In studying this week’s first reading from Numbers, a couple of problems came up for me that I think speak clearly to our continued experiences as God’s people today. But before I go there, let’s set the stage for what’s happening in Numbers 11.
The people are wandering in the wilderness, having been miraculously delivered from over 400 years of slavery, and though they’ve experienced God’s miraculous deliverance, and the, for the most part, faithful leadership of Moses, the people all start to weep in their longing for the food they used to eat when they were slaves. They’re craving the fish and flesh, the melons and leeks, the onions and garlic, and all they have is manna to look at. And make sure you hear that clearly. ALL they have is manna!? ALL they have is God’s miraculous provision!? And for them, it’s not enough!?
Now, if you’re used to melons, and fish, and lots of good flavors, I guess manna could get a little boring. In the verses that we skip over it describes manna as being like coriander seeds that they people would boil and make into cakes that tasted like cakes baked with oil. So I guess it could get boring. But, still, it beats the alternative, doesn’t it? Isn’t manna better than slavery? Isn’t eating manna better than starving to death in the wilderness?
Well, anyway, Moses, hearing their complaints, starts to take it all personally, and turns his complaints toward God. Why have you treated me so badly by given me this lousy group of people to lead? After all, they’re your people, not mine! I didn’t create them; you did! If this is how you’re going to treat me, I’d really rather you just strike me dead here and now! Moses is clearly not having a good day here, and thinks God has pulled a good ole fashioned bait and switch on him.
So, not only are the people way out of line and focusing on their cravings, rather than on God’s deliverance and provision, but Moses, forgets God’s provision, as well, and just starts to feel sorry for himself, and he strikes out at God, too!
But God’s ready to provide a solution for Moses, and he tells Moses to gather up 70 recognized elders of the people, and to bring them to the tent of meeting.
Now, the tent of meeting is the tabernacle where God was thought to dwell. In other words, it’s where God promised to be. It’s where you went to meet with God. It’s also where people went to meet Moses as God’s representative.
Now, notice that we skip over a bunch of verses at this point, from verse 16 to 24. In these skipped verses, we learn some important things:
- God promises to come and talk with Moses and the 70 elders there. God promises to show up!
- God’s going to take some of the Spirit from Moses, and share it among the elders, so that they’ll all share the burden of leading the people.
- And God promises to send the people meat to eat, even though the multitude numbers over 600,000! In fact, God says he’s going to send meat not one day, or two, or three, but until it’s coming out of their nostrils! So, apparently, God’s not having a very good day, either!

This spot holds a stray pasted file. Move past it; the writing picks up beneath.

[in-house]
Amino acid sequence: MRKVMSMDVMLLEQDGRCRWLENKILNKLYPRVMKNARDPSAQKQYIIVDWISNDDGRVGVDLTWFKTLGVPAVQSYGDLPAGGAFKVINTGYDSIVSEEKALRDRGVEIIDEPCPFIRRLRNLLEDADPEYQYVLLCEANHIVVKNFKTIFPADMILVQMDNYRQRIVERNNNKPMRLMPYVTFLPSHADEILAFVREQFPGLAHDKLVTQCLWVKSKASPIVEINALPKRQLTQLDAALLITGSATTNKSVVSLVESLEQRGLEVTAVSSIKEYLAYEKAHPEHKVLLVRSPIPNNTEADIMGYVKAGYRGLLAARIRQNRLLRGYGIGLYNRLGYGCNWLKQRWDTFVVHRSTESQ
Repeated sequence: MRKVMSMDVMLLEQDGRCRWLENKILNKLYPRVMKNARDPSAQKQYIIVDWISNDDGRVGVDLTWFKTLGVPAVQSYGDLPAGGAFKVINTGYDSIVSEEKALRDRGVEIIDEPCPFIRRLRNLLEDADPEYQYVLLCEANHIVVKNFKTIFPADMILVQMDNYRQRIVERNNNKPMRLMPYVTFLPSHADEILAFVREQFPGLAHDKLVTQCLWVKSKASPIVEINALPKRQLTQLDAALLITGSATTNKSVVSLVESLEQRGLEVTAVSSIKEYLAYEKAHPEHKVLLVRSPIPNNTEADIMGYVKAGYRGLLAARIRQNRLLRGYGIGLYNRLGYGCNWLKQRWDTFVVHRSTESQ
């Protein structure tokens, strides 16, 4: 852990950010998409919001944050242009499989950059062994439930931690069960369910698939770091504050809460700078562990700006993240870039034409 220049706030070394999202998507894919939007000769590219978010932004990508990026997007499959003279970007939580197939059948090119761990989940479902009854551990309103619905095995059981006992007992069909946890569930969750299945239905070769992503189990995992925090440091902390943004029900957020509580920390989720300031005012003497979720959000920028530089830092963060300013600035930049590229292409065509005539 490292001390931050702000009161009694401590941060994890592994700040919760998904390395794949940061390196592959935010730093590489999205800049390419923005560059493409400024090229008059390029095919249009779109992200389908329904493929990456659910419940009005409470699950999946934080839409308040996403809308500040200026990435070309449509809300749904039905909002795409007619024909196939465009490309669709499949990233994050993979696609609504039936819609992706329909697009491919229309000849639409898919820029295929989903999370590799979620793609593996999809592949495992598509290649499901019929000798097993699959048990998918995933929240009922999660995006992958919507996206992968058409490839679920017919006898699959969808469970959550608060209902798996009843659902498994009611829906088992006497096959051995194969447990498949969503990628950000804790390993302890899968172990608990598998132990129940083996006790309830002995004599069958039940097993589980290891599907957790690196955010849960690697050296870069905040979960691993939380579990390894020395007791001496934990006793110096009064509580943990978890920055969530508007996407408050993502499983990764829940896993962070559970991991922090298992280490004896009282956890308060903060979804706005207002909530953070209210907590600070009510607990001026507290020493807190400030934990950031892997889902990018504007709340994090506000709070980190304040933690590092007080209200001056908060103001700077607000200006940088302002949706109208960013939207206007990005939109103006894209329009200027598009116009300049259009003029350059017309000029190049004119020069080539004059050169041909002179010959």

And it’s at this point that Moses, in verse 24, comes out to speak to the people. Which leads us to the part that raises two questions, or poses two problems for me, that are problems I think we still face in the Church today.
The 70 are identified and registered and told to gather around the tent which is out on the outskirts of the encampment. And God comes down in a cloud and speaks to this assembly of elders, and pours out some of the spirit that had been on Moses onto them, and, in what sounds very much like a precursor of the Pentecost scene, found in Acts chapter 2, or of what the prophet Joel will prophecy many years later about the coming Reign of God in the end times, the elders start to prophecy.
But then there’s this disturbing little line there at the end of verse 25 where it says: “But they did not do so again.” which, to me, is simply devastating!
Look, to prophecy simply means to proclaim God’s word, and when the Spirit came on them, they did just that, but they only did it at the tent of meeting. They never did it again. They didn’t bring God’s word back into the community. They didn’t go back as leaders and proclaim what God had done to the people back in the encampment.
So, how often do you hear your brothers and sisters in Christ say things like: “Oh, I just keep my faith to myself.” or “My faith’s a private matter.”?
There’s a problem here. It’s like having God breaking you out of slavery, and miraculously providing manna, and water, and quail, and all you want is to go back to slavery and eat spicy fish and melons! It’s a real problem! But it’s not the only problematic thing that happens in this story. There’s a problem on the other side, too. I mean, at least the 70 gather at the tent of meeting, or, 68 of them do.